March 10 is Abortion Provider Appreciation day, a day that began in 1996 in memory of Dr David Gunn, the first abortion provider to be murdered (on that day in 1993) in the United States. It is a day to honour every provider who dedicates his or her life to help women and make reproductive choice possible. Without abortion providers, there is no access to abortion and no “choice”.
Within South Africa about 70% of first-trimester abortions are provided by nurses or midwives. They are undervalued and unsupported and clearly a class of provider under threat. Being an abortion provider is not what one talks about candidly when asked what one does.
Similarly, when faced with an unwanted pregnancy, one is faced with a deep conundrum that does not make for easy conversation. It is easier to talk about being HIV positive. I know of colleagues and friends who are open about their HIV status but who find talking about their unintended pregnancies difficult.
SA’s programmes don’t address the prevention of unplanned pregnancies
South Africa’s HIV prevention of mother-to-child transmission programmes seldom implement or address the second focal point, the prevention of unintended pregnancies. The focus is rather on the safe and happy delivery of a baby and, recently, South Africa has included ensuring that the mother has access to HIV treatment.
South Africa’s new national HIV strategy has no indicators to address fertility management, the quality of contraception or abortion care in relation to HIV as part of prevention programming. Society is deeply troubled by the reality that 50% of pregnancies are unplanned and that many choose to have an abortion.
In March 2011, in a response to parliamentary question, the health department revealed that the number of abortions in state facilities had declined dramatically between 2009 and 2010. Of the 545 525 abortions at state institutions since 2004, 84 478 were performed in 2009 and 38 321 in 2010. Access to abortion services is decreasing because the number of pregnancy clinics designated for termination has declined.
One of the overwhelming facts that led to changing South Africa’s abortion legislation in 1996 was a medical research study in 1994 that showed that 425 women — all black — died from illegal and unsafe abortions in that year. South Africa changed the law in 1996 to provide access to abortion. Death from unsafe abortions decreased by 90%, with only 34 deaths recorded in 2004. But, on December 19 2011, the health department loaded the full version of the maternal mortality report from 2005-2007 on to its website. The data is chilling.
High number of abortion-related deaths
“There is a 44% increase in death due to abortion, with about 598 women dying from abortion and pregnancy-related sepsis in the period 2005-2007. Eighty-nine percent of women who died from abortion and were tested for HIV were found to be seropositive … The figures for septic abortion in this chapter may be an underestimate, because there were another 58 deaths associated with abortion where Aids was considered to be the primary cause. According to health-department figures, choice of termination of pregnancy services may be in decline and this could be a factor in promoting unsafe abortion practices and an increase in septic abortion mortality. This needs further investigation.”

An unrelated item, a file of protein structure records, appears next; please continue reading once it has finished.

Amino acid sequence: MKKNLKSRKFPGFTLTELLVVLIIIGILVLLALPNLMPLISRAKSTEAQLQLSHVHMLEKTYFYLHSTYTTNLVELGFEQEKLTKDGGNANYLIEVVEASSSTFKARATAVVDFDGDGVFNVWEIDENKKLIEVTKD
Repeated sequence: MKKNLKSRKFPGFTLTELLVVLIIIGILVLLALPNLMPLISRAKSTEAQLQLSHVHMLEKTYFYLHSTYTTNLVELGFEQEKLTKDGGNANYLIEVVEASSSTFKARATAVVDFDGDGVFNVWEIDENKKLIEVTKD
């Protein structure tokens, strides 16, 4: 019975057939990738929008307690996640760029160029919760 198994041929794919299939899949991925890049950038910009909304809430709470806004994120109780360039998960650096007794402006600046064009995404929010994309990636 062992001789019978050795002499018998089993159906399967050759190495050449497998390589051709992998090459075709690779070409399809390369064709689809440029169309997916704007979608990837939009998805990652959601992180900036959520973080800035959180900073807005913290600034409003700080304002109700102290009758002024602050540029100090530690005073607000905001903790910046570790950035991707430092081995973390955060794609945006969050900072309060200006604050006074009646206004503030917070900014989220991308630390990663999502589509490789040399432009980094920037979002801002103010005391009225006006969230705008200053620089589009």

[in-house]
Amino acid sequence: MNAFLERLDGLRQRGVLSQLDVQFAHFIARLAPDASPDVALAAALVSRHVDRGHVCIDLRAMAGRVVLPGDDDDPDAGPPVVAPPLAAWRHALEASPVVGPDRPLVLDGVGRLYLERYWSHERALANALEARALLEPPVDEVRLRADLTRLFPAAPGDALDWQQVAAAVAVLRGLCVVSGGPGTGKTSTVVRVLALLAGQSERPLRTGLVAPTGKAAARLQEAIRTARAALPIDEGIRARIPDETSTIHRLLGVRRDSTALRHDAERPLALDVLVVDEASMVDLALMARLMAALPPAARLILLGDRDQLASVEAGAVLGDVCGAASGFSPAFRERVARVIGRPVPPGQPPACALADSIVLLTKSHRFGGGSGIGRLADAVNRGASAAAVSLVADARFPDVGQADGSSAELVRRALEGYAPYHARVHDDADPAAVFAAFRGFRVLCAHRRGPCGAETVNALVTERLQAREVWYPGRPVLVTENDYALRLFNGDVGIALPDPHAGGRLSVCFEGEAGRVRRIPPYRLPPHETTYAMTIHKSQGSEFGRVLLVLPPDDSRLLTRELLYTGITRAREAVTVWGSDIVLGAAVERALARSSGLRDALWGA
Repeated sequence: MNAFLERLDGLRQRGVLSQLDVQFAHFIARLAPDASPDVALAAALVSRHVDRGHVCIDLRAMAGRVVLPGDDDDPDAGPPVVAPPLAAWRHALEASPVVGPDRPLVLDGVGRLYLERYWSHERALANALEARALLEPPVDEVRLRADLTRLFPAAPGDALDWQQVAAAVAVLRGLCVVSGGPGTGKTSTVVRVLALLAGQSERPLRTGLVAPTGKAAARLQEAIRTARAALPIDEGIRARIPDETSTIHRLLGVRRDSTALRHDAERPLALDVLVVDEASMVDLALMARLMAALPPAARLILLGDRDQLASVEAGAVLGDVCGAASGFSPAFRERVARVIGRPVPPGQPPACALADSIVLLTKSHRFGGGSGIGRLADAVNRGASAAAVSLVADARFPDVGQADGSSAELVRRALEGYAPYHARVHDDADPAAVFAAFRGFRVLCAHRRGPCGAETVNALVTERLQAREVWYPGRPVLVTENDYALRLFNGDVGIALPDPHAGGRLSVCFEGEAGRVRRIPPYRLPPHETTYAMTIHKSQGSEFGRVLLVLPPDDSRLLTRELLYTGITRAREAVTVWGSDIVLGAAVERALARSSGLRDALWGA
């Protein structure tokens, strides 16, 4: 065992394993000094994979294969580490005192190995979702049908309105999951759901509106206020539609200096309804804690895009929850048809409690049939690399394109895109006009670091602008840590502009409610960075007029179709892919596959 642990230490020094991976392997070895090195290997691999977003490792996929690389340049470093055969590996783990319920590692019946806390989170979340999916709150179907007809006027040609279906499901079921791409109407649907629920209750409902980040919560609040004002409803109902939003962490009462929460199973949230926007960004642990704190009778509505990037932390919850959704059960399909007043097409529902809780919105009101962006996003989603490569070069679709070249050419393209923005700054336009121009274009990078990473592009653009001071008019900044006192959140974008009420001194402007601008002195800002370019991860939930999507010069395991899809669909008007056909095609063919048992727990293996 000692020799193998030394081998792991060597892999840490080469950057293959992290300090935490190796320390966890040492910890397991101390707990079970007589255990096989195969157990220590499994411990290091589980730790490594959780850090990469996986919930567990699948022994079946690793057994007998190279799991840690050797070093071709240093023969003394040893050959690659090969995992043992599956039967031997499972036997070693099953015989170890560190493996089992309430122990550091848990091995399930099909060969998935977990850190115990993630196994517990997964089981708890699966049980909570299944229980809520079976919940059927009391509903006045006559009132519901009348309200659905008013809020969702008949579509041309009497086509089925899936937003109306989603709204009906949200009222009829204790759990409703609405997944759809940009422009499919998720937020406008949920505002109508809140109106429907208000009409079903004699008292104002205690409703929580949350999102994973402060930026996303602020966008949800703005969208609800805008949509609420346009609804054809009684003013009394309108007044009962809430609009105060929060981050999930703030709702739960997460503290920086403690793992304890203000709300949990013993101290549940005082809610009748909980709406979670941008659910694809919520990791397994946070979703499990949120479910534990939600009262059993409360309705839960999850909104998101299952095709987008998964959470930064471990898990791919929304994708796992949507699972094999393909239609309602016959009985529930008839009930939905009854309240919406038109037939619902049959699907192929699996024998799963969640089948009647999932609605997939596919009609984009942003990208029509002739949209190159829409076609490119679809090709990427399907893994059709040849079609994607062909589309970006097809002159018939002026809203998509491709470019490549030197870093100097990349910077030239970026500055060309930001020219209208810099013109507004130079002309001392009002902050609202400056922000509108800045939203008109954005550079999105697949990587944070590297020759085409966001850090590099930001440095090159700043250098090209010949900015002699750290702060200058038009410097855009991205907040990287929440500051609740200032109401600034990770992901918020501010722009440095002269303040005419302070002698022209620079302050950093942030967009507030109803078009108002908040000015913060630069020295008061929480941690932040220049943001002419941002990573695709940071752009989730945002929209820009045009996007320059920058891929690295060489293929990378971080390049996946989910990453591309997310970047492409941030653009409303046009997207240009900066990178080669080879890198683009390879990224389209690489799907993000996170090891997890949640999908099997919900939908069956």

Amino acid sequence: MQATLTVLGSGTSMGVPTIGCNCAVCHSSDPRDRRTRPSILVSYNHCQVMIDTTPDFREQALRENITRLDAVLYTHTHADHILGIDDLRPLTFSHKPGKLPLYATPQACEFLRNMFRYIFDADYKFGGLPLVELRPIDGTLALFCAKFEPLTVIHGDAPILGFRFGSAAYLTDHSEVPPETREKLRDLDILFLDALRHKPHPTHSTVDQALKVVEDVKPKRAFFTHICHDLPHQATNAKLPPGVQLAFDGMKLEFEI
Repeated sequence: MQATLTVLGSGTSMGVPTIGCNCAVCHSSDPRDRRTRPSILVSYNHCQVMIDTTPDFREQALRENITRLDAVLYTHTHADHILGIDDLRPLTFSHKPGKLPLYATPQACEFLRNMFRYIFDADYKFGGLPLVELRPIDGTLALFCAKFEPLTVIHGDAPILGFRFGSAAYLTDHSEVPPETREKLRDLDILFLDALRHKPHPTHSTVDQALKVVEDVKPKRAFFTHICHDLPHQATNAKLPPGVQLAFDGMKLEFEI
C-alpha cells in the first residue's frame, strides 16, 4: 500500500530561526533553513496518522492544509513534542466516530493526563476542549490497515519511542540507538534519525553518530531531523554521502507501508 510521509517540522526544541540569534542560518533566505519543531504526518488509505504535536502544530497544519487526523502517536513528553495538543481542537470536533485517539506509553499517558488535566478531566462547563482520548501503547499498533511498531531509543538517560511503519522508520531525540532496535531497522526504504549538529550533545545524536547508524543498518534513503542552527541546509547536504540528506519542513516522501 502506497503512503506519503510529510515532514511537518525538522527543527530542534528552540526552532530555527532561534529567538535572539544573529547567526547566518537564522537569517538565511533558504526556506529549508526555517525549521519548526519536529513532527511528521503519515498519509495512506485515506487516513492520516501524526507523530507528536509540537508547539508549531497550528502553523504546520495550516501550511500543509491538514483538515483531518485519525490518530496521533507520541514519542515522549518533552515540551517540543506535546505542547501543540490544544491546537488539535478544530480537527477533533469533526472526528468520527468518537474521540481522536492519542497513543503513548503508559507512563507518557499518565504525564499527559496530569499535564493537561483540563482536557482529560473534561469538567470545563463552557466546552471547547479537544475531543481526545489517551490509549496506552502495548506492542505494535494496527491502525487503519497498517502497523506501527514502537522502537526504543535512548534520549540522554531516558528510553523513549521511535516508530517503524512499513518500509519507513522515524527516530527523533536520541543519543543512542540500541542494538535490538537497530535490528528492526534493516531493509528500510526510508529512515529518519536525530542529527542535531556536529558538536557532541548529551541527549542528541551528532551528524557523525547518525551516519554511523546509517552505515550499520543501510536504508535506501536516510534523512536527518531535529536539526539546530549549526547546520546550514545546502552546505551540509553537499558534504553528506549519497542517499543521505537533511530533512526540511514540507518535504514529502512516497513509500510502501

The data from 2008-2010 have not been released yet. Given the correlation between declining services and maternal mortality from illegal-abortion, there is cause for grave concern.
This all takes place within the bigger picture of a health system that has enormous challenges in terms of the availability of human resources, management expertise and quality of care. The health department has made significant and meaningful strides in response to the country’s HIV epidemic and in the provision of antiretroviral treatment.
The attention given to re-engineering its primary healthcare system and to implementing better stewardship through a national health insurance are excellent initiatives.
But what about women at the bottom of the ladder who choose to have an abortion? The silent wave of death from unsafe abortion caused by declining services needs to be brought back into focus.
Abortion by tablets the safer option
One solution is the adoption of medical abortion in which tablets bring on the abortion. Until recently, South Africa offered only surgical options for termination. The health department has the chance to support efforts to implement medical abortion guidelines, some of which have already been adopted in provinces.
Medical abortion might be easier for health workers to implement because it involves dispensing medication and the woman has the abortion in the privacy of her own home. There are initiatives to provide SMS messages of information and support during this time.
Make a difference on March 10. Find out who your local abortion provider is and send a box of chocolates or some flowers. Your mother, wife or partner, daughter, sister or aunt may have needed them in the past and will be sure to need them in the future. Also, report any illegal providers you find and tear down those adverts for backstreet abortions on lampposts.
Marion Stevens is a midwife and the coordinator for Women in Sexual and Reproductive Rights and Health (WISH) Associates.
For more information about maternal and child health, go to the department of health’s website: doh.gov.za